Should VC-backed startups qualify for federal small business benefits?
By Alain Sherter
August 14, 2008
A small business advocacy group is calling out U.S. House of Representatives Speaker Nancy Pelosi, D.-Calif., for pushing through legislation that would help companies backed by venture capital to qualify for federal loan guarantees, fee waiver grants and other benefits available under the U.S. Small Business Administration's "innovation research," or SBIR, program. Among other effects, the bills modify the definition of a small enterprise under the Small Business Act, which extends only to companies that are independently owned. In effect, that would allow companies financed by well-heeled VCs to elbow aside genuinely needy small businesses for access to the federal program, the group says, accusing Pelosi of acting on behalf of the many venture investors that operate near her home district in San Francisco.
"After receiving significant campaign contributions from the National Venture Capital Association and special interests representing the biotechnology industry, [Pelosi] has ramrodded legislation through the House of Representatives that will allow billionaire venture capitalists to hijack federal small business contracting programs," says the American Small Business League in a statement today. "Thousands of legitimate small businesses across America could be forced to close their doors if the legislation becomes law."
Pelosi press secretary Drew Hamill characterizes the ASBL's contentions as a "non-story," noting that the two House bills that would amend the Small Business Act to the benefit of venture-funded companies--H.R. 3567 and H.R. 5819--passed the chamber with broad support. "Both these bills went through full committee process and had amendments on the floor, and they both passed the House with significant bipartisan support," he says by e-mail. "Under H.R. 5819, the SBIR program would be opened to venture-backed small businesses, but the grants are awarded competitively."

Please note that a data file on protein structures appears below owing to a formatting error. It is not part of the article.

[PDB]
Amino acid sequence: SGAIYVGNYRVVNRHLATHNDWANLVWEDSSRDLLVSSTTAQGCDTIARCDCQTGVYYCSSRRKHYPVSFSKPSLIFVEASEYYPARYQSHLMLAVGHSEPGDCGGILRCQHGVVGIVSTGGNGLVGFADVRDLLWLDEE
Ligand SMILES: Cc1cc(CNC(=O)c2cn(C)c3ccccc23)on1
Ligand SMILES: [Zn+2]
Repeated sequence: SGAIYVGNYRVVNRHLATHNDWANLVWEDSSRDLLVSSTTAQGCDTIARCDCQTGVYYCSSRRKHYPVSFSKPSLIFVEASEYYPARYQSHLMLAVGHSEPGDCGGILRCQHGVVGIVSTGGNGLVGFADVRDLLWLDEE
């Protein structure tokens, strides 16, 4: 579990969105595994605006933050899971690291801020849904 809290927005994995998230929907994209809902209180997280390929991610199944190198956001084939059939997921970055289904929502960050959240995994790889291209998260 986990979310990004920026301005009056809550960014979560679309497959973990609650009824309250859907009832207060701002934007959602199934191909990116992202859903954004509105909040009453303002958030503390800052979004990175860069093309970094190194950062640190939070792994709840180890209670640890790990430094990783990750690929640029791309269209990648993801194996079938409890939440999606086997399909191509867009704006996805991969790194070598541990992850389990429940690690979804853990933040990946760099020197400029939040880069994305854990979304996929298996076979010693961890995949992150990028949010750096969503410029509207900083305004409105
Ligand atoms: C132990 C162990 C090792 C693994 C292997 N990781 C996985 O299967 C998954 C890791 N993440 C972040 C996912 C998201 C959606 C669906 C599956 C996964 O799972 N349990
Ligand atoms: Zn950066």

Indeed, the bills had broad support, passing by margins of 325-72 and 368-43, respectively, with 112 Republican House members voting for H.R. 3567 and 149 Republicans supporting H.R. 5819.
But the issue here is not ideology, but money, namely, the kind that ends up in lawmakers' pockets, says Chris Gunn, director of communications at the ASBL. The National Venture Capital Association, which supports expanding the definition of small businesses to include VC-supported companies, in the 2008 election cycle has made financial contributions to 13 of the members on the House Committee on Small Business, according to the Center for Responsive Politics. One of the largest recipients of the NVCA's largesse: Rep. Nydia Velázquez, D., N.Y., who chairs the panel and who is chief sponsor of H.R. 5819. The venture group also gives money to Rep. Jason Altmire, D.-Pa., who sponsored H.R. 3567 (co-sponsored by Velazquez), and to Sen. John Kerry, D.-Mass., chair of the U.S. Senate Committee on Small Business and Entrepreneurship, which last month passed S. 3362, the companion measure to H.R. 5819.
The American way? No doubt. Under our political system, groups such as the NVCA are perfectly entitled to grease whomever they please, just as our elected officials are entitled to sop up contributions. Technology startups also will argue that they are, in fact, small businesses, regardless of their financial backers. In other words, why should a solar power company with five employees be disqualified for federal contracts available to other small businesses just because it's partly owned by Kleiner Perkins Caufield & Byers?
Because, the ASBL argues, that disadvantages real "mom and pop" businesses that depend on federal support and that have no chance in hell of getting a sit-down with John Doerr. A related question is whether extending federal small business status to VC-backed companies effectively subsidizes venture firms by using government monies to support private R&D.
Of course, such issues appear moot so far as the legislation in question is concerned. The House is on board, and the Senate small business panel passed S. 3362 only one day after it was introduced. Expect the full Senate to approve the bill when lawmakers return from the summer recess. Time will tell if the result is that U.S. small business owners suffer in the name of championing innovation. --